Readers Question: I am wondering why the 75 billion of quantitative easing that the Bank of England announced today to be “injected into the economy” isn’t spent on infrastructural projects? Why spend those funds on government bonds? This doesn’t seem to be the best way of using these funds. Many thanks.
It’s a good question. I wrote on the latest round of quantitative easing here: Keep Calm and Print Money
I think the Bank of England would respond by saying it is out of their remit to start deciding which infrastructure projects to start giving money to. Their constitution probably doesn’t allow giving money directly to firms who promise to invest. It would make the Bank of England more political. Their remit is just monetary policy not fiscal policy as well.
By buying government bonds (they could also buy corporate and mortgage bonds) the Bank of England takes a more neutral approach. They say it is their job to:
- Reduce interest rates on bonds
- Increase money supply
They hope this will prevent double dip and prevent inflation falling below target in medium term.
But, then it is up to free market to respond and decide how to use extra money.
The problem is that banks are largely sitting on this created money, therefore some doubt how effective quantitative easing actually is. Though there are also signs that quantitative easing has led to some monetary stimulus – sufficient to create a slightly higher growth rate. In this case, quantitative easing (though imperfect) is better than doing nothing. Another round of QE is important for to avoid a slide into a second recession.
See: Keep Calm and Print Money
Some economists would argue that in a liquidity trap and recession, it is up to the government to increase spending on infrastructure. The government could take advantage of very low bond yields to increase government borrowing and finance expansionary fiscal policy.
If the government invested in public infrastructure schemes, there would be a more direct economic stimulus and the quantitative easing would have more benefit.
The present government won’t do this because they are committed to reducing government spending. They argue reducing government borrowing is essential given scale of UK debt and concerns over Eurozone debt.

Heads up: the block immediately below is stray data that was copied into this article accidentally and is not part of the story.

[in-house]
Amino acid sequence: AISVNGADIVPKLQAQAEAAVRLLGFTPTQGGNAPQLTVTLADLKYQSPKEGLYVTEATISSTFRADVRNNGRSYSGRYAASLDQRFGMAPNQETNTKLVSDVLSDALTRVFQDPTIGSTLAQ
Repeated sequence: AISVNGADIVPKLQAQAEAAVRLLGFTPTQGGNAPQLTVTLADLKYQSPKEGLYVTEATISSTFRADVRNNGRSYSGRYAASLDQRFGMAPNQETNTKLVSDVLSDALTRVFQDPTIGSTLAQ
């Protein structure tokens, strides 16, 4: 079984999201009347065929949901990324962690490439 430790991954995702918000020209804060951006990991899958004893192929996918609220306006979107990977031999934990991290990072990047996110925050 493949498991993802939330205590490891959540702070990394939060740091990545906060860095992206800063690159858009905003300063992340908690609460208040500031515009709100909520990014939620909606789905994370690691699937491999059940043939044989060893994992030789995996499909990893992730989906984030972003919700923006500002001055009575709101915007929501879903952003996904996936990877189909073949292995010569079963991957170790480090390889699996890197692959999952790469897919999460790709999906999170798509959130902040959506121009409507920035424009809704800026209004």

However, this fiscal austerity is one of main reasons why the Bank of England has had to step in to create money. Arguably, the very low rate of interest on government bonds is a sign the government should finance fiscal expansion, at least in short term.
I advocate this fiscal expansion in – policies to avoid a recession
Note: Some members of Bank of England (Adam Posen) have suggested government set up a national bank to lend directly to small firms, bypassing commercial banks who are sitting on their cash reserves. This would also make better use of created money.
Who Benefits from Quantitative Easing
Here I looked at who benefits from quantitative easing. It’s mainly banks who benefit from selling bonds to the Bank of England. Also, because of the economic downturn, only a small % of this ‘new money’ was actually lent out to firms willing to invest in infrastructure.
Have Your Say – Should the Government spend money on Investment and delay the spending cuts?
– leave comment below for how you think we should be stimulating the economy.( if at all)
Other policies to stimulate economy
- Lower interest rates (but base rates already 0.5%)
5 thoughts on “Best Way To Simulate Economy”
Every time there is a recession, infrastructure projects get trotted out, sure as night follows day. There is actually no reason whatever to spend on infrastructure rather than a broad range of public and private sector goods and services.
Second, it takes time to get infrastructure projects going, by which time the recession might be over.
“The problem is that banks are largely sitting on this created money”
Help me out here please – why should negative interest rates not be introduced on funds deposited with the BoE ? (which is what I assume the above means?)
Make the banks support business!
Banks will not lend while they still have un-declared losses to cover up.
1st. Do you believe the Earth has unlimited resources?
If so carry on, but if you find that this is not true then maybe we need to consider how our children and grand-children will manage?
Growth consumes resources and I believe we need to find a more equitable way forward.
Borrowing and spending in my books have to stop, as do the gold plated pensions dished out by government.
Perhaps we should be aiming for 0 growth, a far greater redribution of wealth, improved publc services, severe ecological planning, massive supply side investment on projects which add social, scientific knowhow and a cultural revolution that makes taxation the main tool of expansionary and deflationary policy in a last-ditch attempt at bringing some sense of proportion and perspective into a world which since 1971 and the convertibility of US debt from gold to dollars (leading to massive currency speculation) thus paving the way for monetarist ultraliberalism which has created more ecolgical devastation, (probably irreversible) economic destructuring (through deregulation) and brainwashing (ultra consumerism and the celebrity culture). “We have a real principle of uncertainty problem here”. So much dumbing down may have seriously damaged our health. I find even refering to our children’s future in any terms other than appalling verging on the dishonest, at least for those of us old enough to know better.
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